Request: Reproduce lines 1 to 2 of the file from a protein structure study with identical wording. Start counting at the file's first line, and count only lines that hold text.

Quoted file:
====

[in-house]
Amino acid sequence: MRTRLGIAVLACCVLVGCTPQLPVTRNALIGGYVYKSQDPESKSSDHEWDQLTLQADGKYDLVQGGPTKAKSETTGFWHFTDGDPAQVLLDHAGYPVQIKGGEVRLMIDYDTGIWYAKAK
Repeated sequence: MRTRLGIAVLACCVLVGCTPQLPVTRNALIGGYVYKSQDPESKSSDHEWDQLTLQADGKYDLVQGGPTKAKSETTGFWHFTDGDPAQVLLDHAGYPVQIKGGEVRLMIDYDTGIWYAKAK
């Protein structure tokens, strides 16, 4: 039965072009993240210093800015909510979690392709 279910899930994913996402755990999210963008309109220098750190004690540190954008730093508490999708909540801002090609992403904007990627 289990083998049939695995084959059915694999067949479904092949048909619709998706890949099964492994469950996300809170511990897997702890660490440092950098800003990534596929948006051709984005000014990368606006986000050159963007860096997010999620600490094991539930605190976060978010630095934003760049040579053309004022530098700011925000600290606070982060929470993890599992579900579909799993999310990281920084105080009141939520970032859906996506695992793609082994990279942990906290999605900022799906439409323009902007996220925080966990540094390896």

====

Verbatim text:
[in-house]
Amino acid sequence: MRTRLGIAVLACCVLVGCTPQLPVTRNALIGGYVYKSQDPESKSSDHEWDQLTLQADGKYDLVQGGPTKAKSETTGFWHFTDGDPAQVLLDHAGYPVQIKGGEVRLMIDYDTGIWYAKAK